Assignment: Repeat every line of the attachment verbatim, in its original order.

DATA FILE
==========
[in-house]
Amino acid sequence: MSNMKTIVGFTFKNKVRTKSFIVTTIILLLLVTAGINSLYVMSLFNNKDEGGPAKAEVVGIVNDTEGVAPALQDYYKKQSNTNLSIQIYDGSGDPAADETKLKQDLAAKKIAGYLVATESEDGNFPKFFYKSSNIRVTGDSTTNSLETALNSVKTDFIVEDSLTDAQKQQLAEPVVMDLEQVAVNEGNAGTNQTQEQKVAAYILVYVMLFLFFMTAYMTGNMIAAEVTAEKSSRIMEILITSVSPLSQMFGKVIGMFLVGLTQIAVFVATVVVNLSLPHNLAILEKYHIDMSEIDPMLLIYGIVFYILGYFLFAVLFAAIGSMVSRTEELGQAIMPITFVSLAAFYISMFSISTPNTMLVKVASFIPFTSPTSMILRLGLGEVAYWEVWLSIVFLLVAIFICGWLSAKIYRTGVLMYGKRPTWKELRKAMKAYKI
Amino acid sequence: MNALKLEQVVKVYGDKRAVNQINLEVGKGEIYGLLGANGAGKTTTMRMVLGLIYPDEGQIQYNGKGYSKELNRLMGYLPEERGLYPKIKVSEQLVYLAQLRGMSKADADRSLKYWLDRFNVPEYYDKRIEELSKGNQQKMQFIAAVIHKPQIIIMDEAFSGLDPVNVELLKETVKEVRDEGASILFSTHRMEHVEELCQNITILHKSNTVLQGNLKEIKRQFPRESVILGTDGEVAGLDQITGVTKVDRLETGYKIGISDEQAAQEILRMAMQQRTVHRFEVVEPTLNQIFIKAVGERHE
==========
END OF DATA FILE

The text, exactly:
[in-house]
Amino acid sequence: MSNMKTIVGFTFKNKVRTKSFIVTTIILLLLVTAGINSLYVMSLFNNKDEGGPAKAEVVGIVNDTEGVAPALQDYYKKQSNTNLSIQIYDGSGDPAADETKLKQDLAAKKIAGYLVATESEDGNFPKFFYKSSNIRVTGDSTTNSLETALNSVKTDFIVEDSLTDAQKQQLAEPVVMDLEQVAVNEGNAGTNQTQEQKVAAYILVYVMLFLFFMTAYMTGNMIAAEVTAEKSSRIMEILITSVSPLSQMFGKVIGMFLVGLTQIAVFVATVVVNLSLPHNLAILEKYHIDMSEIDPMLLIYGIVFYILGYFLFAVLFAAIGSMVSRTEELGQAIMPITFVSLAAFYISMFSISTPNTMLVKVASFIPFTSPTSMILRLGLGEVAYWEVWLSIVFLLVAIFICGWLSAKIYRTGVLMYGKRPTWKELRKAMKAYKI
Amino acid sequence: MNALKLEQVVKVYGDKRAVNQINLEVGKGEIYGLLGANGAGKTTTMRMVLGLIYPDEGQIQYNGKGYSKELNRLMGYLPEERGLYPKIKVSEQLVYLAQLRGMSKADADRSLKYWLDRFNVPEYYDKRIEELSKGNQQKMQFIAAVIHKPQIIIMDEAFSGLDPVNVELLKETVKEVRDEGASILFSTHRMEHVEELCQNITILHKSNTVLQGNLKEIKRQFPRESVILGTDGEVAGLDQITGVTKVDRLETGYKIGISDEQAAQEILRMAMQQRTVHRFEVVEPTLNQIFIKAVGERHE